President Trump on Friday signed a short-term spending bill to re-open the government, ending the longest partial federal government shutdown in U.S. history. Trump signed the stop-gap spending bill just hours after the measure passed the Senate and House, respectively.
“On Friday, Jan. 25, 2019, the president signed into law: H.J. Res. 28, the ‘Further Additional Continuing Appropriations Act, 2019,’ which includes a short-term continuing resolution that provides fiscal year 2019 appropriations through Feb. 15, 2019, for continuing projects and activities of the Federal Government included in the remaining seven appropriations bills,” the White House said in a statement late Friday. “Also included in the enrolled bill are provisions regarding retroactive pay and reimbursement, and extensions of certain authorities.”
Despite an end to the 35-day partial government shutdown, Trump on Friday night felt the need to defend the move, insisting that he had not caved on his sought-after funding for border security.
The deal for a short-term spending bill, which would keep the government open until Feb. 15, was agreed on to help those affected by the partial shutdown, the president said in a tweet.
I wish people would read or listen to my words on the Border Wall. This was in no way a concession. It was taking care of millions of people who were getting badly hurt by the Shutdown with the understanding that in 21 days, if no deal is done, it’s off to the races!
— Donald J. Trump (@realDonaldTrump) January 26, 2019
“I wish people would read or listen to my words on the Border Wall,” Trump tweeted. “This was in no way a concession. It was taking care of millions of people who were getting badly hurt by the Shutdown with the understanding that in 21 days, if no deal is done, it’s off to the races!”
Trump came to an agreement with Democrats to support a measure to re-open the government and, separately, negotiate a plan for border security. The deal does not include funding for a wall or barrier along the border, but the president said he was confident negotiations would continue to come to an agreement on wall funding.
After the deal was announced, the president was criticized by some for appearing to have given in to Democrats.
Conservative commentator Ann Coulter tweeted: “Good news for George Herbert Walker Bush: As of today, he is no longer the biggest wimp ever to serve as President of the United States.”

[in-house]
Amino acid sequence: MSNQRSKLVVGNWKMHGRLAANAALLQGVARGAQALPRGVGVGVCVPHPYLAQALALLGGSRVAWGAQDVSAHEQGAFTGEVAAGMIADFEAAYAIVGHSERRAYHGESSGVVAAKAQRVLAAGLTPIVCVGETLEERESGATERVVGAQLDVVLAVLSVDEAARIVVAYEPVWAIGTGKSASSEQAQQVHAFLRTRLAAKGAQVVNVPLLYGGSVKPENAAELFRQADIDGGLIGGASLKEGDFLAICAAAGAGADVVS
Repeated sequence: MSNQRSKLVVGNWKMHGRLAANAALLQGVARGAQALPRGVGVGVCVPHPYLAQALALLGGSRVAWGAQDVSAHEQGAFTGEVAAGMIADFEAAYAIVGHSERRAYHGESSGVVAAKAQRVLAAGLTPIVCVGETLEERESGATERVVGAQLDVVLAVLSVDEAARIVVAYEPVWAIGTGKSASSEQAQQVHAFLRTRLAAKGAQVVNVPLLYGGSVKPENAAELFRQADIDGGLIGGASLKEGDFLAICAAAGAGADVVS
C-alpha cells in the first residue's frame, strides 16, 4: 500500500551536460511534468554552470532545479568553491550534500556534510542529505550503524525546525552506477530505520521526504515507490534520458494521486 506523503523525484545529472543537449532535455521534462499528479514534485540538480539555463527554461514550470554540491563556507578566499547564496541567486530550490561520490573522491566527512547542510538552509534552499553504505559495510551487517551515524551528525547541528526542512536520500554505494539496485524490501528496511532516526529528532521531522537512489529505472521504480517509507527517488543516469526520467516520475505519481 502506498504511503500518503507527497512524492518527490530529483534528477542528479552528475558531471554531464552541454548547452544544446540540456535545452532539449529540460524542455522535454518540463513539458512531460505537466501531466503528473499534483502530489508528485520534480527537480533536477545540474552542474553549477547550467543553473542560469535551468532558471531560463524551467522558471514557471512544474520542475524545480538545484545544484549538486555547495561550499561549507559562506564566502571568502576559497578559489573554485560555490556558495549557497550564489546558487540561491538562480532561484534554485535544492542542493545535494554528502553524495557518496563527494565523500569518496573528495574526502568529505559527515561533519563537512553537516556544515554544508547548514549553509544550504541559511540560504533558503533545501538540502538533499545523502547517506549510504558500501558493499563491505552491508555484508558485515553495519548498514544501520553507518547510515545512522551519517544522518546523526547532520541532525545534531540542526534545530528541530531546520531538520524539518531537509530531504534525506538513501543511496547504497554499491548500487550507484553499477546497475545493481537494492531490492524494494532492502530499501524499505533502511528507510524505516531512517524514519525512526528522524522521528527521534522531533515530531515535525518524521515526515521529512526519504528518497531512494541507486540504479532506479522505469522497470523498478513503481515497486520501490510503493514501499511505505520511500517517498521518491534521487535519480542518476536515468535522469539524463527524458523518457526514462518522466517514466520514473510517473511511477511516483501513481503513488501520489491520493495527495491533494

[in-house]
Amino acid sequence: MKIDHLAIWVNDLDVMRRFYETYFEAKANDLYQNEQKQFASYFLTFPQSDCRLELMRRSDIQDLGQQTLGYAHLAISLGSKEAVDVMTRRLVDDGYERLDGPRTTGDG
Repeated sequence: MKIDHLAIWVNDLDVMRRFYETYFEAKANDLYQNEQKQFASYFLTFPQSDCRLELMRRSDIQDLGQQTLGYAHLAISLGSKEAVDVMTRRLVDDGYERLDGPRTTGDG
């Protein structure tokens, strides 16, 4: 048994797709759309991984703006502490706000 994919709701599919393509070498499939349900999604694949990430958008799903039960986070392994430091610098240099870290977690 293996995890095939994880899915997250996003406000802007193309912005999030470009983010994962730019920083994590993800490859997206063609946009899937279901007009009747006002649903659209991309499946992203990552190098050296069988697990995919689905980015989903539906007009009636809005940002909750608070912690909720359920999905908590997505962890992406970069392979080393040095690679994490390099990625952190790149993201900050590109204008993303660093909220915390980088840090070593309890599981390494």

Good news for George Herbert Walker Bush: As of today, he is no longer the biggest wimp ever to serve as President of the United States.
— Ann Coulter (@AnnCoulter) January 25, 2019
The New York Daily News, meantime, tweeted an image of their planned Saturday edition, depicting Trump along with the words “CAVE MAN.”
He announced he’s going to sign a wall-free temporary spending package to reopen the government.https://t.co/LN49mtlC6n
An early look at Saturday’s front page… pic.twitter.com/UNHHPazZlp
— New York Daily News (@NYDailyNews) January 25, 2019
The government ran out of funding on Dec. 22, amid a border security debate between the White House and congressional Democrats. The president requested $5.7 billion in funding for border security and construction of a steel barrier or concrete wall along the U.S.-Mexico border, but Democrats vowed to block any spending package that included any wall funding.
During his announcement, Trump made reference to his previous threats to declare a national emergency to secure the border, calling it a “very powerful weapon,” and noted that if no deal was reached to fund border security and construction of a wall before Feb. 15, he would use his presidential powers to declare an emergency.
“Walls should not be controversial,” he said. “As commander-in-chief, my highest priority is the defense of our great country.”